In order to understand what may occur in the future, it is first necessary to examine
historical records of past precipitation extremes that led to droughts and floods, as well as the
climate conditions that contributed to these events. The following tables provide data of years,
seasons, and months in which such extremes occurred.
Precipitation amounts in the wettest and driest months in Illinois are shown.
Five of the wettest months occurred during 1941–1960, and five of the driest months occurred
during 1971–1990. The driest months during the heart of the growing season, May–August, all
occurred during severe droughts and were part of a longer dry period.
The threat of global warming stems from changes in the composition of the atmosphere
caused by human activities, such as the burning of fossil fuels, the raising of livestock, and the
production of certain chemicals. These changes in the composition are, in turn, changing the
balance of energy in the climate system. Key atmospheric constituents that are increasing due to
human activities include carbon dioxide, methane, chlorofluorocarbons, and nitrous oxide. These
compounds absorb infrared radiation emitted by the earth’s surface and re-emit the energy back
to the earth’s surface, causing warming. This natural effect accounts, in part, for earth’s generally
The concern is that the magnitude of this effect is increasing due to increasing
concentrations of these gaseous compounds, and this could cause large, possibly unfavorable
changes to our climate. Human activities also have increased the amount of smoke and dust in
the atmosphere; these constituents are believed to have a cooling effect on climate because they
reflect incoming solar radiation back to space and possibly increase cloud cover. There are large
uncertainties about the magnitude of this cooling, which could be as large as the magnitude of
warming due to increased greenhouse gas concentrations, and further research is necessary.
Although smoke and dust released by human activities are removed quickly from the atmosphere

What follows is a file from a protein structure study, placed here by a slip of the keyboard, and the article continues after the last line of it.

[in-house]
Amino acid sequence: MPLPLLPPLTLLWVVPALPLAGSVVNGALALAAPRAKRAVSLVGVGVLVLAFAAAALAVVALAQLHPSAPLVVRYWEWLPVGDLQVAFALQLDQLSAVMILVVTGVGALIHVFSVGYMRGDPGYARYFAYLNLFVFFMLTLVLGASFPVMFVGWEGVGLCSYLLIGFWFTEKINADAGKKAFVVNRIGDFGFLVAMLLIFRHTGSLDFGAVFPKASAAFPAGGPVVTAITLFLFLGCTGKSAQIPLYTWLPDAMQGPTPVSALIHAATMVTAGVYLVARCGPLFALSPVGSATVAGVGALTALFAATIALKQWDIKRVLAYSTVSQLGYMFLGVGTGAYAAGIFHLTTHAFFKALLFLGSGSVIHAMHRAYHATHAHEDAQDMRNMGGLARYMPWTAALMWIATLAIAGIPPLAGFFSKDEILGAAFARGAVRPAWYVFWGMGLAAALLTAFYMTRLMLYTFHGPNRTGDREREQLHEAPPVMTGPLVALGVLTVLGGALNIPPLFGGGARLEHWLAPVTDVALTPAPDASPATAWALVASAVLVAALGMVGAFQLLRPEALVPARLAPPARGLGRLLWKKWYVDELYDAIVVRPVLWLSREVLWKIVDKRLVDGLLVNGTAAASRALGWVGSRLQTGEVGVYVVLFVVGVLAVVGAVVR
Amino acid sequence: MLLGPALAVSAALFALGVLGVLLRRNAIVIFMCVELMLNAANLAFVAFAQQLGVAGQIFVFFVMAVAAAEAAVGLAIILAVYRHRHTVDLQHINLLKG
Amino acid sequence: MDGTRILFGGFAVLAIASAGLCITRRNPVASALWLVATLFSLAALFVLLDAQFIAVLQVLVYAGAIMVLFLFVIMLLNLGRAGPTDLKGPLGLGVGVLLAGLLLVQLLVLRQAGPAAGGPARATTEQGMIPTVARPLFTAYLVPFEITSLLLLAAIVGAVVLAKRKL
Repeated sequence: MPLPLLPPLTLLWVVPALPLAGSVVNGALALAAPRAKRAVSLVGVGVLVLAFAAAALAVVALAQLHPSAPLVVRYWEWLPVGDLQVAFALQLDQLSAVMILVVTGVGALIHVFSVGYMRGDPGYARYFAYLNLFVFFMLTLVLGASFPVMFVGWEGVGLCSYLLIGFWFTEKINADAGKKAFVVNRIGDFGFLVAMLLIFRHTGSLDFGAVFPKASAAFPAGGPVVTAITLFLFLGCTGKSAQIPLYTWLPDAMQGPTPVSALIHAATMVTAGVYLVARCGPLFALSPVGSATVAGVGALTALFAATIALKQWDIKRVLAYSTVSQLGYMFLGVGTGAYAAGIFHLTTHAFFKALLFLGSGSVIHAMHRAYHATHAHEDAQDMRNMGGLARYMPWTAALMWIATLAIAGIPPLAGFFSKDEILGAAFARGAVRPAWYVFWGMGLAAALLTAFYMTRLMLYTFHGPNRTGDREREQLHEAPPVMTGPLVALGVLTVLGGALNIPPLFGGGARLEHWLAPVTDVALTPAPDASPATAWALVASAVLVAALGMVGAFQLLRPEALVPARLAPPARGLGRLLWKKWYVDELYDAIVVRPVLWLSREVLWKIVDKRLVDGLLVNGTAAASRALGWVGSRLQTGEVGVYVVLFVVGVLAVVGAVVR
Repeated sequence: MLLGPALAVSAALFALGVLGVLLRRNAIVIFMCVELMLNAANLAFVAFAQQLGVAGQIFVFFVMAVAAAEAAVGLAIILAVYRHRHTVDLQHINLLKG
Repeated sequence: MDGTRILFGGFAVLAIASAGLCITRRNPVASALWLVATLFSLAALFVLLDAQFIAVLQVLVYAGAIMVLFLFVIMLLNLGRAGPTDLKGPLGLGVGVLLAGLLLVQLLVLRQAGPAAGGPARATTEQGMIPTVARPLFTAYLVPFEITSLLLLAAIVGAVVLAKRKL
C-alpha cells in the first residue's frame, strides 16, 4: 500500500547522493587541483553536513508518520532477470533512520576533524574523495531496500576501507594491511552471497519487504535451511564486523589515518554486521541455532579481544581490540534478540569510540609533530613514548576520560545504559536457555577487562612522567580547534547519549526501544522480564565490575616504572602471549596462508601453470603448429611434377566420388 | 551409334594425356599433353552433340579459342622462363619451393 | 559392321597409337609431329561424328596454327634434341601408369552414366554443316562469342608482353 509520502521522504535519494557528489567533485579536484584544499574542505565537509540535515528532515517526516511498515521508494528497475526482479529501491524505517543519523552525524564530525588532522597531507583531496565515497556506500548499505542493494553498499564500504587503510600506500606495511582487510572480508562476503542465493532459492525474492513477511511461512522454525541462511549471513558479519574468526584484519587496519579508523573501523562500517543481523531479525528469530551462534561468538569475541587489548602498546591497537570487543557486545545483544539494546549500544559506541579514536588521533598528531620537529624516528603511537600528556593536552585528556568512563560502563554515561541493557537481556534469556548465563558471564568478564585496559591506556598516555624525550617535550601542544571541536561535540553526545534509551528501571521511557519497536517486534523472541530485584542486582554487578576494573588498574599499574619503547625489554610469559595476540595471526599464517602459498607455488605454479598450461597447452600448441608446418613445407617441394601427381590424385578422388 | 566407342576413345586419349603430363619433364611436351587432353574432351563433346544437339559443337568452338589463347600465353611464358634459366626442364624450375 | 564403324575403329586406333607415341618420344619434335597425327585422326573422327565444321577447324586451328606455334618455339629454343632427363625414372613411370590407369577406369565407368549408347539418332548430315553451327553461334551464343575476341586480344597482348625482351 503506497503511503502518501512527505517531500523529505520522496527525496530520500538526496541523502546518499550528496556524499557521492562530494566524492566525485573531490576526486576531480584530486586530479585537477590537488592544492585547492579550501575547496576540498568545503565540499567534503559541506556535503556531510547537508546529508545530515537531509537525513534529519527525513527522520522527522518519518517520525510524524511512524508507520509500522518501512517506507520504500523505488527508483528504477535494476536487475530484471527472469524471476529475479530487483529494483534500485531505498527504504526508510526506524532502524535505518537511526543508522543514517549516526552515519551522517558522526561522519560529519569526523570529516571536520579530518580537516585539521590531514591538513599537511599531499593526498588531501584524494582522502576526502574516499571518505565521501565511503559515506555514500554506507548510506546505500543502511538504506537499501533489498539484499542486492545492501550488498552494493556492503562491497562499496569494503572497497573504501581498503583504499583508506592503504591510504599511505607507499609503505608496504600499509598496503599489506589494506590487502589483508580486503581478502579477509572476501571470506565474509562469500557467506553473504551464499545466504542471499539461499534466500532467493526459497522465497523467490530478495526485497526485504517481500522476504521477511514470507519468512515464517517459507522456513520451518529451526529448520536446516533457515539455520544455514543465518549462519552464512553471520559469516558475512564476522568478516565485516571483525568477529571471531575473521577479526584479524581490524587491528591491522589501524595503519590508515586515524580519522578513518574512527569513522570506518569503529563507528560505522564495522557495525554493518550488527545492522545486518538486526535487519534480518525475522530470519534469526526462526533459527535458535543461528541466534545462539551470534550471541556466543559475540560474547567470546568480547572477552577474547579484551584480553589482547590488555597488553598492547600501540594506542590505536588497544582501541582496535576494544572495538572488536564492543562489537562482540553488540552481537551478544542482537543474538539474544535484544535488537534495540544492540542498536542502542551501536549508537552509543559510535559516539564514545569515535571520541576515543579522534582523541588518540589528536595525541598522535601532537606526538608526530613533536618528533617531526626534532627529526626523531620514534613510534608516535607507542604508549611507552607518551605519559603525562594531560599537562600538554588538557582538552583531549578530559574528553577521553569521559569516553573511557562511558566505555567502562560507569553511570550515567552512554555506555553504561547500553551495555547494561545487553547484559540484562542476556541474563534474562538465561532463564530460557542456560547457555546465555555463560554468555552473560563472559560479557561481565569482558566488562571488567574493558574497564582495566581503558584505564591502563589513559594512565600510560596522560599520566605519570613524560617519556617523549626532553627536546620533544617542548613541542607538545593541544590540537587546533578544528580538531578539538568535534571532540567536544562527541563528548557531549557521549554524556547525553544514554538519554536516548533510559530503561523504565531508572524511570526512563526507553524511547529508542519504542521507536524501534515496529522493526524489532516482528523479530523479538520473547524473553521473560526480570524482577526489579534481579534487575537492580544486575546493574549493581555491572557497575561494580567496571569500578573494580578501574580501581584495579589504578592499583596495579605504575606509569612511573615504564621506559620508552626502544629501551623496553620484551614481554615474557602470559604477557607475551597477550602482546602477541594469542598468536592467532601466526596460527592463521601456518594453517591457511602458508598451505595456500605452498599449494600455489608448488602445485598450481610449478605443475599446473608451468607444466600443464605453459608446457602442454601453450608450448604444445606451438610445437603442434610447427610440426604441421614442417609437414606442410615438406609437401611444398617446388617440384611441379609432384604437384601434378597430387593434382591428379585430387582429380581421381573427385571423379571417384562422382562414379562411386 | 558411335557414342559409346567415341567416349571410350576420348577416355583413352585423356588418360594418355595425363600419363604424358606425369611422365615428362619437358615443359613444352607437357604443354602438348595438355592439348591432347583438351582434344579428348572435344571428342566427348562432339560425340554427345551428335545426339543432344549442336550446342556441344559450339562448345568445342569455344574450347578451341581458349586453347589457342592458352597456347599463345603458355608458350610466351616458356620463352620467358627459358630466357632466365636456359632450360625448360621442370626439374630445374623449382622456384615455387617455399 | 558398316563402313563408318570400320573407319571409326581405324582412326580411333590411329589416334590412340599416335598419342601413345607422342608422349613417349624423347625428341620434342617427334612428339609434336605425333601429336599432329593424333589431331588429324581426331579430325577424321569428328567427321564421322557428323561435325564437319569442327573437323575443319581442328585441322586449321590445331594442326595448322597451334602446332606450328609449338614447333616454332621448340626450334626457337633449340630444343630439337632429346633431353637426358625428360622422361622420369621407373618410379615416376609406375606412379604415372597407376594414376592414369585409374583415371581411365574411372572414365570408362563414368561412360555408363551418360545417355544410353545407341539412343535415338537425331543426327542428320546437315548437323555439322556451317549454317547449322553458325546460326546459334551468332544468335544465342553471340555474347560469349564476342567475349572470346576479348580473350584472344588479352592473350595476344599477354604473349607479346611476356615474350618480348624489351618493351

by settling and rainout, greenhouse gases remain in the atmosphere for years or centuries. Thus,
any offsetting cooling can be maintained only by continued emissions of smoke and dust, but
there are adverse health effects associated with such emissions.
Natural causes also affect climate. Two important natural causes are changes in incoming
solar energy and volcanic activity that can release large amounts of dust into the stratosphere.
Actual climate change will result from a balance between the warming and cooling effects of
human activities and natural climate fluctuations.
Scientists have been studying the climate change problem intensively for years by using
global climate models to estimate future changes in climate. These sophisticated models use
supercomputers to simulate the circulation patterns of the atmosphere and their evolution over
the next century.
Several research groups around the world have developed and run such models, which
project a 1-5°C (2-9°F) rise in temperatures over the next century. This wide range is a result of
differences in how the models represent certain physical processes and of uncertainties in
estimating future emissions of pollutants. Many of these physical processes are very complex and
must be simplified in the models, and others are poorly understood. The models also project a
global increase in precipitation ranging from 1 percent to 9 percent.
What does this mean for future climate change in Illinois? Although there is considerable
uncertainty about the magnitude of change on a global scale, the uncertainties are even greater on
a regional scale. The wide range of projected conditions makes it impossible to estimate
potential impacts on water resources with any degree of certainty. The most unfavorable
projections would have huge negative impacts, such as widespread water shortages and crop
The past evolution of Illinois’ climate, both in the historical record and from indirect
evidence, indicates that Illinois has experienced substantial climate changes since the last ice age.
This shows that the climate system is not stable and unchanging in its natural state. It can be
assumed that the ongoing human-induced changes in energy distribution within the atmosphere
likely will affect the climate in important, but as-yet uncertain, ways.